What Functionality and Content Should I Add to My Intranet: Part 6: Client Pages
This is Part 6 of the “What Functionality Should I Add to My Intranet” series. To view previous parts of the series, click on Series link listed under pages on the right or use the link in the first sentence.
In my last post, I covered law firm intranet content for the home, firm-wide, offices, and practice groups/areas pages. This part of the series will focus on Client/Matter content. There are at least two different ways to make client/matter content available on an intranet. Note: While I am referring to the home of this content as a page, it can be made up of a main page with many supporting pages.
An information page gives users centralized access to the information about specific clients. As some of the content is confidential, access is generally based on roles. Some or all of the content on the page may be static html (updates are done manually by assigned editors) or dynamically generated from firm systems already in place (this would be the most useful and cost-effective method for the long-term), or you could use databases that have been created and are being updated for this purpose). If you only want to present the information and not provide the functionality of users being able to interact with it, this type of page is what you might create for your users.
The interactive page is, most often, dynamically generated from firm systems or custom databases as described above. There is little static html used. Besides that feature, an interactive page allows users to access information from firm databases and add, update or delete that information if they have the rights. An example of this would be a page that includes a marketing plan for the client. The client information/marketing plan is pulled from the accounting system, CRM, etc. and presented on the page. An edit button or blank metadata fields are included in the presentation of the information, allowing the user to add updates on the tasks/work done on the marketing plan. (I will cover how this can be done in detail in a future post)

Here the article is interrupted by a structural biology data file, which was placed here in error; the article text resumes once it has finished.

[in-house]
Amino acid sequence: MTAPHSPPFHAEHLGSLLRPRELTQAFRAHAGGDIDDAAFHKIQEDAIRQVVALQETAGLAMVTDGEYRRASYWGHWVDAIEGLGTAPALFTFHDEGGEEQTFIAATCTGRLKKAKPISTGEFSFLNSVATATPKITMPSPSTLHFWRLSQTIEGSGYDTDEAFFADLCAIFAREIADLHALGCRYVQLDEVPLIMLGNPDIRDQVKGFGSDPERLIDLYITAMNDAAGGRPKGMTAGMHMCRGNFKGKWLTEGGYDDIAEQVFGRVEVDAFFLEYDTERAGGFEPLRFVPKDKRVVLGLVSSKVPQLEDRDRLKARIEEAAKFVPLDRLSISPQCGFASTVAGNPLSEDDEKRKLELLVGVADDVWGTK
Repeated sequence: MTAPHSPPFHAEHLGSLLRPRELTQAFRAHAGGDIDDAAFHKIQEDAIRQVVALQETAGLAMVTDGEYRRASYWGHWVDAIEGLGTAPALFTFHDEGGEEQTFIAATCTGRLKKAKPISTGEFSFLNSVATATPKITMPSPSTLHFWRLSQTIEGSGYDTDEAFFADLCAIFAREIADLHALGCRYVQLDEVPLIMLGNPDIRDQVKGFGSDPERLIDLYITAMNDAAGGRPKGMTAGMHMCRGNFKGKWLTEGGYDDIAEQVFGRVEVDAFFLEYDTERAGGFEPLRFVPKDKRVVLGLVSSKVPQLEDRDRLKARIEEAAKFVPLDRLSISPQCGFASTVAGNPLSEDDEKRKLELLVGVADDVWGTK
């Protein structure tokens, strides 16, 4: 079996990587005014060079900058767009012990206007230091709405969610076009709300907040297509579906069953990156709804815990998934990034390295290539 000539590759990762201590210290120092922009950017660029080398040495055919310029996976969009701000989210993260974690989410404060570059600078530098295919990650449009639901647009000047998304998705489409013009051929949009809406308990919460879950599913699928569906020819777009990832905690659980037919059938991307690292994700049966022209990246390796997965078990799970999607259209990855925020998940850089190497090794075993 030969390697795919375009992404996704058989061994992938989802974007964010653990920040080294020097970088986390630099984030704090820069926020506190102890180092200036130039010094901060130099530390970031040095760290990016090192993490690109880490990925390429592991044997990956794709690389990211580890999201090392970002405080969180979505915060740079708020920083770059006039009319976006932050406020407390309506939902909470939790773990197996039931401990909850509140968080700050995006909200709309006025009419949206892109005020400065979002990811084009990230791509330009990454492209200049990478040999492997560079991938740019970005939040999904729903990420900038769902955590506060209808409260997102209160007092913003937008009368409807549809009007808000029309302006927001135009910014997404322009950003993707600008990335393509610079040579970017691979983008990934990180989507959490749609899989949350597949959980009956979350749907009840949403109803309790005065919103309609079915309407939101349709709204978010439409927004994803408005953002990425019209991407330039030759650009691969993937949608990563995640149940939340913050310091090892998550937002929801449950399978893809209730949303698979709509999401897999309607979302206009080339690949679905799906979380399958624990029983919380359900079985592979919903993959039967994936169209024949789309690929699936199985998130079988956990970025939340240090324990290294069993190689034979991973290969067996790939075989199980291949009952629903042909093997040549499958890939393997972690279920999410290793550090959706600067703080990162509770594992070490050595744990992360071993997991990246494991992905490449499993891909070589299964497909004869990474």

The information page could include:
- Company information – This can be dynamically generated from outside resources – ask your librarian for assistance in sourcing this information.
- Law firms and other vendors the company has used for legal work (besides your firm)
- Litigation history
- Deal history
- Family tree (parent/subsidiaries)
- Contacts (at clients)
- Other offices
- Link to website
- List of firm lawyers supporting client
- Firm’s history in supporting the client
- Accounting/management reports re client (this would be something you may want to restrict access to) – this could include hours worked, invoiced, etc.
- Recent company news - This content could be pulled in using alerts delivered by an RSS feed. A free alternative might be using Google alerts. You can pay as little or as much as you want to for this type of news delivery. Your librarian can help you to source the news that meets your firms needs and budget.
- Stock info if public company – There are many free sources available for this information